Lynyrd Skynyrd wasn’t bothered by Watergate, but now they’re sheepish over their use of the Confederate flag.
The Southern rock band has long been known for its ‘70s-era hits like “Sweet Home Alabama” and defiant embrace of Old Dixie imagery. But the group’s lone surviving original member, Gary Rossington, recently told CNN that the band, recognizing the stars-and-bars flag’s offensive and racist undertones, will cease using it as a stage decoration at concerts supporting its new album “Last of a Dyin’ Breed.”
“Through the years, people like the KKK and skinheads kinda kidnapped the Dixie or Southern flag from its tradition and the heritage of the soldiers, that’s what it was about,” Rossington said. “We didn’t want that to go to our fans or show the image like we agreed with any of the race stuff or any of the bad things.”
This apparently didn’t sit well with some of the band’s fans back in Dixie, who have taken to the comments section with pained vitriol.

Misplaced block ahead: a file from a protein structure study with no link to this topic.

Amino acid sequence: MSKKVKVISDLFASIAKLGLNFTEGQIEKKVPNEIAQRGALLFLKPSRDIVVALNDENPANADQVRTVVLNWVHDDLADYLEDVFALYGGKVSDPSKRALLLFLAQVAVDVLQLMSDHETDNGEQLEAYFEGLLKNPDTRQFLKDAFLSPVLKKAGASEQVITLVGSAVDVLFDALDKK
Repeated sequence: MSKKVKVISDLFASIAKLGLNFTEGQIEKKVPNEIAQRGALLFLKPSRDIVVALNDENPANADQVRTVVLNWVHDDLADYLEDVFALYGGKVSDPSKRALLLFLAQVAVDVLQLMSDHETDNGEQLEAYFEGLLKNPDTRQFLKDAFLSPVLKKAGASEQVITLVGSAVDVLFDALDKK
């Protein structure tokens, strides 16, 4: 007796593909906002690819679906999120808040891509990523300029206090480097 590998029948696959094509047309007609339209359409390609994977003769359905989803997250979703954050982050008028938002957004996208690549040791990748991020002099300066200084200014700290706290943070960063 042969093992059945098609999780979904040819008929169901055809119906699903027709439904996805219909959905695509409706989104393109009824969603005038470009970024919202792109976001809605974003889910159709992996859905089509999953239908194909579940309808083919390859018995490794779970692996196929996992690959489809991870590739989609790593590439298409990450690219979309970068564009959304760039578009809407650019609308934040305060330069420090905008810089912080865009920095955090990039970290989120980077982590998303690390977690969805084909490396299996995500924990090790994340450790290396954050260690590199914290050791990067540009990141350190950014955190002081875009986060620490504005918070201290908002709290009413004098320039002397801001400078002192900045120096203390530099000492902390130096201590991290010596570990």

“Good luck with your next release ‘Sweet home Massachusetts.’ I am sure it will climb the charts with a bullet in Yankee-land,” said one. “This isn’t the real Lynyrd Skynyrd anyway. They should have taken a name like ‘Obama’s Politically Correct Sell Your Soul Make Believe Impostors’ or something,” opined another.
In an era of globalized and inclusive pop music, the fact that Lynyrd Skynyrd can adapt to changing attitudes about race and art is heartening. Maybe next they can hit the road with Neil Young?